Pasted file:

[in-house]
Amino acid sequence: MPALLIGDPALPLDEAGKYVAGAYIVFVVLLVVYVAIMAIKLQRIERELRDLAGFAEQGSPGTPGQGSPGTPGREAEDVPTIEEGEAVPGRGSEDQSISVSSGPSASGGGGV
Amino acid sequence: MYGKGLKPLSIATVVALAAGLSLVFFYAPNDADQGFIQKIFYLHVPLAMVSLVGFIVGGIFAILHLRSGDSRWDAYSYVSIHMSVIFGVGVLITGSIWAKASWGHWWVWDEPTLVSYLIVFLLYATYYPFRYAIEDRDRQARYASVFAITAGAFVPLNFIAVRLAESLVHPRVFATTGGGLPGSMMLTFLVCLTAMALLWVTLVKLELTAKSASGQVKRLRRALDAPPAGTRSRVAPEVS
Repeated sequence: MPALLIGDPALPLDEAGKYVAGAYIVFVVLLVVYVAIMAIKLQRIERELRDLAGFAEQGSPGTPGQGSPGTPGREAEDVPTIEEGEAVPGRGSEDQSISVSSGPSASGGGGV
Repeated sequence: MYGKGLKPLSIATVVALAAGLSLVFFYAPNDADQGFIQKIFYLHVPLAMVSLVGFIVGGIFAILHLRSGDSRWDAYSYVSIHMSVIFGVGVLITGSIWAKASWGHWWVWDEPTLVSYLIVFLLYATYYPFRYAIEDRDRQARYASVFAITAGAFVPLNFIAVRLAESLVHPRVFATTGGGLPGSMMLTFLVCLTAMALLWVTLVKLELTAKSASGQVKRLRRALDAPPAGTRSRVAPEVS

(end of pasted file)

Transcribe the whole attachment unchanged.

[in-house]
Amino acid sequence: MPALLIGDPALPLDEAGKYVAGAYIVFVVLLVVYVAIMAIKLQRIERELRDLAGFAEQGSPGTPGQGSPGTPGREAEDVPTIEEGEAVPGRGSEDQSISVSSGPSASGGGGV
Amino acid sequence: MYGKGLKPLSIATVVALAAGLSLVFFYAPNDADQGFIQKIFYLHVPLAMVSLVGFIVGGIFAILHLRSGDSRWDAYSYVSIHMSVIFGVGVLITGSIWAKASWGHWWVWDEPTLVSYLIVFLLYATYYPFRYAIEDRDRQARYASVFAITAGAFVPLNFIAVRLAESLVHPRVFATTGGGLPGSMMLTFLVCLTAMALLWVTLVKLELTAKSASGQVKRLRRALDAPPAGTRSRVAPEVS
Repeated sequence: MPALLIGDPALPLDEAGKYVAGAYIVFVVLLVVYVAIMAIKLQRIERELRDLAGFAEQGSPGTPGQGSPGTPGREAEDVPTIEEGEAVPGRGSEDQSISVSSGPSASGGGGV
Repeated sequence: MYGKGLKPLSIATVVALAAGLSLVFFYAPNDADQGFIQKIFYLHVPLAMVSLVGFIVGGIFAILHLRSGDSRWDAYSYVSIHMSVIFGVGVLITGSIWAKASWGHWWVWDEPTLVSYLIVFLLYATYYPFRYAIEDRDRQARYASVFAITAGAFVPLNFIAVRLAESLVHPRVFATTGGGLPGSMMLTFLVCLTAMALLWVTLVKLELTAKSASGQVKRLRRALDAPPAGTRSRVAPEVS